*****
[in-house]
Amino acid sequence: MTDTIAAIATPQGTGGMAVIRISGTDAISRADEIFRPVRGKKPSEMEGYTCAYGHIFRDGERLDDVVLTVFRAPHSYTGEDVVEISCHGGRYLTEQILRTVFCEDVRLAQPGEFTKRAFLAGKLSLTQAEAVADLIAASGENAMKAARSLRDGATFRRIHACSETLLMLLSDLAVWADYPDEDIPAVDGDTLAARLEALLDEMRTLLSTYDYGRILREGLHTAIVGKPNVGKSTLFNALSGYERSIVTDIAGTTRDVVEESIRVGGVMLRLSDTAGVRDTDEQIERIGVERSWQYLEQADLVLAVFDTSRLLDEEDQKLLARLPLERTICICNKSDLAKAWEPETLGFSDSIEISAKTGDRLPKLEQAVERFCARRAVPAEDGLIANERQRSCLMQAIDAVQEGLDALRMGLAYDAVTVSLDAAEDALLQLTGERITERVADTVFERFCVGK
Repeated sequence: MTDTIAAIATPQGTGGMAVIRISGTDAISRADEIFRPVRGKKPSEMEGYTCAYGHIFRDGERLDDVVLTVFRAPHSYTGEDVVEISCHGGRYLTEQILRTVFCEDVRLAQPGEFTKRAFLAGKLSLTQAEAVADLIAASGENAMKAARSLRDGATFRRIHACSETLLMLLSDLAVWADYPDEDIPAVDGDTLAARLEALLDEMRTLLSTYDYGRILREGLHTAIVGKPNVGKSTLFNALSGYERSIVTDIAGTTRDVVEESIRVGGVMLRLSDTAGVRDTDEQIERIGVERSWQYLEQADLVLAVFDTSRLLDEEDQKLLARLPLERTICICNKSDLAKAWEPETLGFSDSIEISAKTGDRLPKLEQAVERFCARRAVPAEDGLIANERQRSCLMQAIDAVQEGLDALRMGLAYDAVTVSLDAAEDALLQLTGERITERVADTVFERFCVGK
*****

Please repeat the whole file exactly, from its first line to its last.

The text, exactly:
[in-house]
Amino acid sequence: MTDTIAAIATPQGTGGMAVIRISGTDAISRADEIFRPVRGKKPSEMEGYTCAYGHIFRDGERLDDVVLTVFRAPHSYTGEDVVEISCHGGRYLTEQILRTVFCEDVRLAQPGEFTKRAFLAGKLSLTQAEAVADLIAASGENAMKAARSLRDGATFRRIHACSETLLMLLSDLAVWADYPDEDIPAVDGDTLAARLEALLDEMRTLLSTYDYGRILREGLHTAIVGKPNVGKSTLFNALSGYERSIVTDIAGTTRDVVEESIRVGGVMLRLSDTAGVRDTDEQIERIGVERSWQYLEQADLVLAVFDTSRLLDEEDQKLLARLPLERTICICNKSDLAKAWEPETLGFSDSIEISAKTGDRLPKLEQAVERFCARRAVPAEDGLIANERQRSCLMQAIDAVQEGLDALRMGLAYDAVTVSLDAAEDALLQLTGERITERVADTVFERFCVGK
Repeated sequence: MTDTIAAIATPQGTGGMAVIRISGTDAISRADEIFRPVRGKKPSEMEGYTCAYGHIFRDGERLDDVVLTVFRAPHSYTGEDVVEISCHGGRYLTEQILRTVFCEDVRLAQPGEFTKRAFLAGKLSLTQAEAVADLIAASGENAMKAARSLRDGATFRRIHACSETLLMLLSDLAVWADYPDEDIPAVDGDTLAARLEALLDEMRTLLSTYDYGRILREGLHTAIVGKPNVGKSTLFNALSGYERSIVTDIAGTTRDVVEESIRVGGVMLRLSDTAGVRDTDEQIERIGVERSWQYLEQADLVLAVFDTSRLLDEEDQKLLARLPLERTICICNKSDLAKAWEPETLGFSDSIEISAKTGDRLPKLEQAVERFCARRAVPAEDGLIANERQRSCLMQAIDAVQEGLDALRMGLAYDAVTVSLDAAEDALLQLTGERITERVADTVFERFCVGK